Four of the seven allegations levied against Madison County Jailer Ron Devere and five jail employees recently were dismissed in federal court in Lexington.
However, all six men still face three of the allegations.
The lawsuit was filed June 13 by Brandon Dobbins, a former inmate at the jail who claimed in the suit that jail employees Brett Arnett, Shane Johnson, Cole Becknell, Jordan Lipps and Tyler O’Brien punched him in the face and called him racial slurs and kicked him on his right side.
Dobbins also claimed that he suffered a fracture to the bones of his right eye, a hemorrhage to the tissue of his eye as well as a black eye from the alleged attack.
He had been in a fight in a cell prior to the incident, according to a lawsuit. Dobbins was taken to the University of Kentucky Chandler Medical Center for treatment.
Through the lawsuit, Dobbins sought punitive damages of $250,000 and compensatory damages of $500,000, as well as a jury trial.
Summonses were issued to the five employees and Devere on Sept. 28.
They were delivered between Oct. 7 and Oct. 11, according to court documents.
In a motion filed in federal court Oct. 28, the men’s attorneys, Lexington-based lawyer D. Barry Stilz and Madison County Attorney Marc Robbins, who is acting as co-counsel because the men are county employees, sought to dismiss several counts of the lawsuit.
They asked that Count I, where Dobbins claimed that his Fourth, Fifth and Eighth amendment constitutional rights had been violated, be dismissed. The Fourth Amendment protects people from unreasonable searches and seizures, the fifth having property taken away without compensation and from self-incrimination, while the eighth amendment protects citizens from cruel and unusual punishment. The answer also sought the dismissal of a count of assault and battery and two counts of negligence.
Stilz and Robbins said in the motion to dismiss that the alleged altercation took place June 14, 2009, that the complaint was filed on June 13, 2010 and that summonses were not issued for three months.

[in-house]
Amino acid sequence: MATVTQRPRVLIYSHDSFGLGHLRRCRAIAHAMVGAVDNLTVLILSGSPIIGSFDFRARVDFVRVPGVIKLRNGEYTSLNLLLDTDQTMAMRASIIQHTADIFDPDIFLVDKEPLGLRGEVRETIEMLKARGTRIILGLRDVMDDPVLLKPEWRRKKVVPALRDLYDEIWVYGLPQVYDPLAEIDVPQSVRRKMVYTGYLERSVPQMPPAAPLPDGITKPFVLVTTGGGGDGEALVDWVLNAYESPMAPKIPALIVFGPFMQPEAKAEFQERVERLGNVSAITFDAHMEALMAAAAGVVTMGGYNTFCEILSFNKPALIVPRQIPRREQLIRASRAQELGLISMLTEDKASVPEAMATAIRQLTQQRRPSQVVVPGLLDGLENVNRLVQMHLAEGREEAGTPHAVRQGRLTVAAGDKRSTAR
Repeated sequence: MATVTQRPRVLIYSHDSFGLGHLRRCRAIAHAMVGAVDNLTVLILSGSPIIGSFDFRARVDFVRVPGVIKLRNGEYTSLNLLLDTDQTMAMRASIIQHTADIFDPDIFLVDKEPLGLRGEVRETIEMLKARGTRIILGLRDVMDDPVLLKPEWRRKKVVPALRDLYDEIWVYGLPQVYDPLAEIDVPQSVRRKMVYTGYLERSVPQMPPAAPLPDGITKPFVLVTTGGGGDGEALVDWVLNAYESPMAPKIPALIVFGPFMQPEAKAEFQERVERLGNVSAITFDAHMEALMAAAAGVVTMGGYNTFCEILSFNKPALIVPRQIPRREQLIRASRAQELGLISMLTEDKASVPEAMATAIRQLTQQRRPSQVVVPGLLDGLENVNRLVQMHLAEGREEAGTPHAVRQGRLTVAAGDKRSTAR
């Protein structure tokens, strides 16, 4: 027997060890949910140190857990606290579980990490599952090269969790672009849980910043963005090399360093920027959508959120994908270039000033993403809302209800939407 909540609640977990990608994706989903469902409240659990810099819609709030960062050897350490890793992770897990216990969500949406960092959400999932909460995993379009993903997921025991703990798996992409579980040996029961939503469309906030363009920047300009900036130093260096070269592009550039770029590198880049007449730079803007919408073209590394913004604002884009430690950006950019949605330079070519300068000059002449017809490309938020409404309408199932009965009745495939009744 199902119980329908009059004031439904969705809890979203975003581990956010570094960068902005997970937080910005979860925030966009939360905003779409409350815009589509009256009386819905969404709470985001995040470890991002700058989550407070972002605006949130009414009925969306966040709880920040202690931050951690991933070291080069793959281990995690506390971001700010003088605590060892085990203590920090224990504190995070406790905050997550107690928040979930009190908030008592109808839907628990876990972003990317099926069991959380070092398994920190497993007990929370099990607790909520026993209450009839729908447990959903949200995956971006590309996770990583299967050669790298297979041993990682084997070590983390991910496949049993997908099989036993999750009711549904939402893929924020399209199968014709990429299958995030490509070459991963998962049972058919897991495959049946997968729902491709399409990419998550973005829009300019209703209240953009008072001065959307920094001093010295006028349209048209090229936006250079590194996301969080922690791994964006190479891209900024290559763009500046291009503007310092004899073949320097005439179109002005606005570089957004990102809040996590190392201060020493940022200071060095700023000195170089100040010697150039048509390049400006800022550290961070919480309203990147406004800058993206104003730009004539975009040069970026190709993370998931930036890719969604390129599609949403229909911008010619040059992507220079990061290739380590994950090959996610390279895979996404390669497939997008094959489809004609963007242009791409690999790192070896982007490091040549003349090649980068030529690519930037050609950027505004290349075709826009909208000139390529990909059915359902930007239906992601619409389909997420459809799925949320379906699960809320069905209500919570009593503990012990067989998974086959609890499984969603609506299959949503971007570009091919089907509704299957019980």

“(Dobbins’) state law claims for assault and battery and negligence are barred by the statute of limitations because the plaintiff (Dobbins) failed to file and have summonses issued within one year from the alleged incident,” according to the motion.
Because the statute of limitations had expired, the allegations were no longer valid, the attorneys said. The motion also claimed that Devere has sovereign immunity and therefore could not be sued.
The lawsuit claimed that Devere tolerated a system of operations at the jail that allowed the alleged abuse to occur.
An order handed down by the federal court on Oct. 28 granted the defense’s motion and dismissed the counts of violation of constitutional rights, assault and battery and negligence.
Devere and the jail employees named face one allegation of conspiracy to violate civil rights because they acted together to, “create an environment of intimidation and coercion, including the use of physical, mental and emotional abuse,” according to the lawsuit.
The men also face one count of intentional infliction of emotional distress and count of racial discrimination.
The order did not state the name of the judge who ruled on the motion to dismiss, neither did it state a reason why the allegations were dismissed.
Court records list the presiding judge as Karen K. Caldwell.
Emily Burton may be reached at firstname.lastname@example.org or at 624-6694. Follow Emily on Twitter at RR_EBurton@twitter.com